My grandparents had an old typewriter I loved to set up in their living room, pulling off the dustcover with a flourish on lazy summer days. In fifth grade, well before the age of smartphones and tablets or even personal computers, my typing skills weren’t exactly stellar. It took me forever to type even the simplest of sentences, and I constantly debated carriage returns so I wouldn’t run out of room on a line (the horror!).
It was fun, and I wrote all sorts of short stories — mostly about a bunny family or a tornado ripping through a small town (watching too much “Twister”). I’m pretty sure some “Star Wars” and Luke Skywalker fan fiction was sprinkled in there, too. But being a lifelong perfectionist, having to cover up my mistakes with correction fluid was intolerable.
Intolerable. And messy.
Friends, I was the kid who could not stand cross-outs and misspelled words in her assignments — yet refused to write in pencil. To this day, I’m a gel pen girl all the way. I was OCD enough to rewrite any essay littered with mistakes, carefully forming the letters until it was absolutely crisp . . . even if it took all afternoon. Rough drafts all the way.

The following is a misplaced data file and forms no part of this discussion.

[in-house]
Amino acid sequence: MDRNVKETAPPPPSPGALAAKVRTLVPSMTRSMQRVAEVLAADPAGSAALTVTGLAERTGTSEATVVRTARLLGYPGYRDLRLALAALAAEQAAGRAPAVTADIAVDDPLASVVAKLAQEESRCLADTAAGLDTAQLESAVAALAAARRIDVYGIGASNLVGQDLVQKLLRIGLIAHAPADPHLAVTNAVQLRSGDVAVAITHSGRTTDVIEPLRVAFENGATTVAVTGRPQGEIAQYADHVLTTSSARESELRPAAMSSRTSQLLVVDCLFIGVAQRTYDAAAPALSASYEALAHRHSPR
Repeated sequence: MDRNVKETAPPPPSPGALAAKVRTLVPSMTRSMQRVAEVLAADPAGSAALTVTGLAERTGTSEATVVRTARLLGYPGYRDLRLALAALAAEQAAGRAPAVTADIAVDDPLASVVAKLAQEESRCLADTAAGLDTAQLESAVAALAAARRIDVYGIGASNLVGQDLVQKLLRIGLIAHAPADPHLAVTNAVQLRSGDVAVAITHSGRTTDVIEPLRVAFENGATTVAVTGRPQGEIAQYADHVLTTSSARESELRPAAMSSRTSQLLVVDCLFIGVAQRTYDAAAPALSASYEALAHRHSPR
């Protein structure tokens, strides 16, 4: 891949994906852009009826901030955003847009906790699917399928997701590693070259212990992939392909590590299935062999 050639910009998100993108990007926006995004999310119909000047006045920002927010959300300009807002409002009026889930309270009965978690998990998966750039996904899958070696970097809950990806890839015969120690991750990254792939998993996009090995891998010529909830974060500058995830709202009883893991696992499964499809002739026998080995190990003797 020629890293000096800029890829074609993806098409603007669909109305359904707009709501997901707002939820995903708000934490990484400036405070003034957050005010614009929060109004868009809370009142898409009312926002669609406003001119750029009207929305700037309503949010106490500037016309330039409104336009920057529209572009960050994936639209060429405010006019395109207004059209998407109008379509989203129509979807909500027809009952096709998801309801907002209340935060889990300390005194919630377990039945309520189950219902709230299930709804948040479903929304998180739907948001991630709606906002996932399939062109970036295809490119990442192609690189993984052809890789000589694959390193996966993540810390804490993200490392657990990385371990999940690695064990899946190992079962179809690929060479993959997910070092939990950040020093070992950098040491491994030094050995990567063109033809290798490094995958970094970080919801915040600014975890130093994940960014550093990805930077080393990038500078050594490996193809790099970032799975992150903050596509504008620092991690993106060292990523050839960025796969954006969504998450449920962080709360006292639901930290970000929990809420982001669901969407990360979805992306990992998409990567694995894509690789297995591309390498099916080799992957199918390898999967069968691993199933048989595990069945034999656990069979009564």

I wrote on college-ruled paper, refusing to touch the wide-ruled stuff. I hated my handwriting until middle school, when I began to practice and practice and practice creating words and sentences until they were pretty and perfect, just the way I wanted to be.
I haven’t changed much.
Though I loved the look and feel of that old typewriter with its thin, unmarred pages, it was a potential disaster zone of incorrect punctuation and unclean sentences. Living in the digital age, I love the ease with which I can crank out thoughts on a “page” — or, um, Word document — to be shared in a blog post, on Instagram, in a Facebook post. I love the instantaneous connection of Twitter, the community we’ve built here.
But there’s something nostalgic and romantic about the humble typewriter, isn’t there? Out at a giant antiques store with my mom and sister last weekend, we found tons of them on side tables in vendors’ booths. The one at top was a favorite — weathered, a little dusty, but able to produce bold words again.
When Spence and I have the space, I’m getting one.
Maybe it’ll even be pink.